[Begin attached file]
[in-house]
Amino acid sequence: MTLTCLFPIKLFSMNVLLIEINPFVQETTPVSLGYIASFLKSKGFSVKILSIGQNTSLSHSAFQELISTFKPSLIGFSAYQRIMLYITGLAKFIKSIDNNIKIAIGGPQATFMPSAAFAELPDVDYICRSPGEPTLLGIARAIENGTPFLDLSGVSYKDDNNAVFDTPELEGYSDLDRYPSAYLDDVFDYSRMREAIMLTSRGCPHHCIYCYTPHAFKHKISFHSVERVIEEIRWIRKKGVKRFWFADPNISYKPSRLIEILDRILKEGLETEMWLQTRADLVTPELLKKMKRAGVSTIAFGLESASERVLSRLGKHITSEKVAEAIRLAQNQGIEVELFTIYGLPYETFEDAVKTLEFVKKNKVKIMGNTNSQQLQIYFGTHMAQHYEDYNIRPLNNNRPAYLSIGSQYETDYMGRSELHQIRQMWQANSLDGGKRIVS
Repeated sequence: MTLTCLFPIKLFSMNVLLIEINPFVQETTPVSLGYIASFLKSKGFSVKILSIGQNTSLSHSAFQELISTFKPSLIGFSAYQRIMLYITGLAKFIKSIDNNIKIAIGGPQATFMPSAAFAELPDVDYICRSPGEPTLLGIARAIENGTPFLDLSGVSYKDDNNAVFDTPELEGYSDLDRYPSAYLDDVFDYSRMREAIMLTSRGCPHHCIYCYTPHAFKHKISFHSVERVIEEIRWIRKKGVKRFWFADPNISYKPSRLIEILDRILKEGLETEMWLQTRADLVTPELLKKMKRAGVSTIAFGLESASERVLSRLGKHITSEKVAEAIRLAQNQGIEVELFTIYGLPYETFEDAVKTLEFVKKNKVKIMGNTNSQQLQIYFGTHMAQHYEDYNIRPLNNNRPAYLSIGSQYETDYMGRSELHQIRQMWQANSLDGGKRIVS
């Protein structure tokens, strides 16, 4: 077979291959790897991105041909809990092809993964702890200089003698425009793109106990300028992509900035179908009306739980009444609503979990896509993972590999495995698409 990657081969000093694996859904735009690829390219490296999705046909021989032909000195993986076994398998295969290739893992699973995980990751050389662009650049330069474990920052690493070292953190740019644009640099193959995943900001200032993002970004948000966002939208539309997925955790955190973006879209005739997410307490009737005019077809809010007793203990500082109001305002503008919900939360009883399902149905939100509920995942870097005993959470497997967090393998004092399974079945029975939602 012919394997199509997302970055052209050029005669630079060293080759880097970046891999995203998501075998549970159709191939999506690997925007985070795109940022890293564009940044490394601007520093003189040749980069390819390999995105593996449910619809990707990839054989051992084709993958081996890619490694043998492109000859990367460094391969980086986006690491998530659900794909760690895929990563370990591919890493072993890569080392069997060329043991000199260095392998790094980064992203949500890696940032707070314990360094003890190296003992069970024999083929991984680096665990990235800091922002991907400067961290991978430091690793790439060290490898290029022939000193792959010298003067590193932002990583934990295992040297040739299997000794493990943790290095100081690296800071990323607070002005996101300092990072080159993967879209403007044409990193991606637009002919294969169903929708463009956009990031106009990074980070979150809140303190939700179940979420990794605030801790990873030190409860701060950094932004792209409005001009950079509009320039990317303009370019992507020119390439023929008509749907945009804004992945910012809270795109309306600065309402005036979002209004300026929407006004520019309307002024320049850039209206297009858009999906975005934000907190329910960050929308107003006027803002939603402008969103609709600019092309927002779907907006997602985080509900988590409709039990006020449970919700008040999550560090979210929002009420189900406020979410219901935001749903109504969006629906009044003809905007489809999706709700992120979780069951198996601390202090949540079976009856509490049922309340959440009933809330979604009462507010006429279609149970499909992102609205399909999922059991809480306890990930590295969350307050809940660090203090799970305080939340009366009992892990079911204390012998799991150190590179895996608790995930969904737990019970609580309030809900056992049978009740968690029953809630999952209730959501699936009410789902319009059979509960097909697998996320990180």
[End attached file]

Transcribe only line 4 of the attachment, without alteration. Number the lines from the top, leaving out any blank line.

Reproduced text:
């Protein structure tokens, strides 16, 4: 077979291959790897991105041909809990092809993964702890200089003698425009793109106990300028992509900035179908009306739980009444609503979990896509993972590999495995698409 990657081969000093694996859904735009690829390219490296999705046909021989032909000195993986076994398998295969290739893992699973995980990751050389662009650049330069474990920052690493070292953190740019644009640099193959995943900001200032993002970004948000966002939208539309997925955790955190973006879209005739997410307490009737005019077809809010007793203990500082109001305002503008919900939360009883399902149905939100509920995942870097005993959470497997967090393998004092399974079945029975939602 012919394997199509997302970055052209050029005669630079060293080759880097970046891999995203998501075998549970159709191939999506690997925007985070795109940022890293564009940044490394601007520093003189040749980069390819390999995105593996449910619809990707990839054989051992084709993958081996890619490694043998492109000859990367460094391969980086986006690491998530659900794909760690895929990563370990591919890493072993890569080392069997060329043991000199260095392998790094980064992203949500890696940032707070314990360094003890190296003992069970024999083929991984680096665990990235800091922002991907400067961290991978430091690793790439060290490898290029022939000193792959010298003067590193932002990583934990295992040297040739299997000794493990943790290095100081690296800071990323607070002005996101300092990072080159993967879209403007044409990193991606637009002919294969169903929708463009956009990031106009990074980070979150809140303190939700179940979420990794605030801790990873030190409860701060950094932004792209409005001009950079509009320039990317303009370019992507020119390439023929008509749907945009804004992945910012809270795109309306600065309402005036979002209004300026929407006004520019309307002024320049850039209206297009858009999906975005934000907190329910960050929308107003006027803002939603402008969103609709600019092309927002779907907006997602985080509900988590409709039990006020449970919700008040999550560090979210929002009420189900406020979410219901935001749903109504969006629906009044003809905007489809999706709700992120979780069951198996601390202090949540079976009856509490049922309340959440009933809330979604009462507010006429279609149970499909992102609205399909999922059991809480306890990930590295969350307050809940660090203090799970305080939340009366009992892990079911204390012998799991150190590179895996608790995930969904737990019970609580309030809900056992049978009740968690029953809630999952209730959501699936009410789902319009059979509960097909697998996320990180």